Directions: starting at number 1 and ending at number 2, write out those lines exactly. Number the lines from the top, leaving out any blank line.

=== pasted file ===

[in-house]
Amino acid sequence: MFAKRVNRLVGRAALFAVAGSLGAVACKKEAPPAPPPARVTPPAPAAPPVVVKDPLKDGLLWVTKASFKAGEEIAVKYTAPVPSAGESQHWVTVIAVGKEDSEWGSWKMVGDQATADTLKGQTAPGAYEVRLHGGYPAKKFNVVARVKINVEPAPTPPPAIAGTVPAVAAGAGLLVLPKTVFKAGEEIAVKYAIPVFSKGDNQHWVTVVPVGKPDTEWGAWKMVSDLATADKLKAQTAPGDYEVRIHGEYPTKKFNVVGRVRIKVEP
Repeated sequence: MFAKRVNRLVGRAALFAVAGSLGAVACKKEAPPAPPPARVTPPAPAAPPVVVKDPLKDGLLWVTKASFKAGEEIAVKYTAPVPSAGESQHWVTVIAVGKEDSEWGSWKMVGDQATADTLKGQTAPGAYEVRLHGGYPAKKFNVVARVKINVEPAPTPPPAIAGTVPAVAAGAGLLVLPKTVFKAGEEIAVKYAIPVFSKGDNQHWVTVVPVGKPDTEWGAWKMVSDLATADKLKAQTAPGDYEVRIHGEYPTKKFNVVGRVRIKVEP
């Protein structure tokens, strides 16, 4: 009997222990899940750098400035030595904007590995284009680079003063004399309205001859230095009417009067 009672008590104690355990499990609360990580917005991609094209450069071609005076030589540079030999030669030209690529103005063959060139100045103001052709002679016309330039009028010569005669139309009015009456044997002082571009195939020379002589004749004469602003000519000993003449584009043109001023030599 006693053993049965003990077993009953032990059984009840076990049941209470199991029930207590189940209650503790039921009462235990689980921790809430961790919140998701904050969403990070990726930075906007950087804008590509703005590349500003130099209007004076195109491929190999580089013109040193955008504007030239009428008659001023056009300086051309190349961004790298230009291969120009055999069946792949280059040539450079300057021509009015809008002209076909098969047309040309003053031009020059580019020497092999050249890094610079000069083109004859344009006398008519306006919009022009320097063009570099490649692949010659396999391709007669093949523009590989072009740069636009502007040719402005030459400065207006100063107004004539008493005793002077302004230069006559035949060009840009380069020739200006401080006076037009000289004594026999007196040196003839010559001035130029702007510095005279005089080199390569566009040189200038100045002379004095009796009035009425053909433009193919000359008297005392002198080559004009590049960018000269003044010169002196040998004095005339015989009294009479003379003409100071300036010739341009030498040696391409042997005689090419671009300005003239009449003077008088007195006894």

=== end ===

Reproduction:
[in-house]
Amino acid sequence: MFAKRVNRLVGRAALFAVAGSLGAVACKKEAPPAPPPARVTPPAPAAPPVVVKDPLKDGLLWVTKASFKAGEEIAVKYTAPVPSAGESQHWVTVIAVGKEDSEWGSWKMVGDQATADTLKGQTAPGAYEVRLHGGYPAKKFNVVARVKINVEPAPTPPPAIAGTVPAVAAGAGLLVLPKTVFKAGEEIAVKYAIPVFSKGDNQHWVTVVPVGKPDTEWGAWKMVSDLATADKLKAQTAPGDYEVRIHGEYPTKKFNVVGRVRIKVEP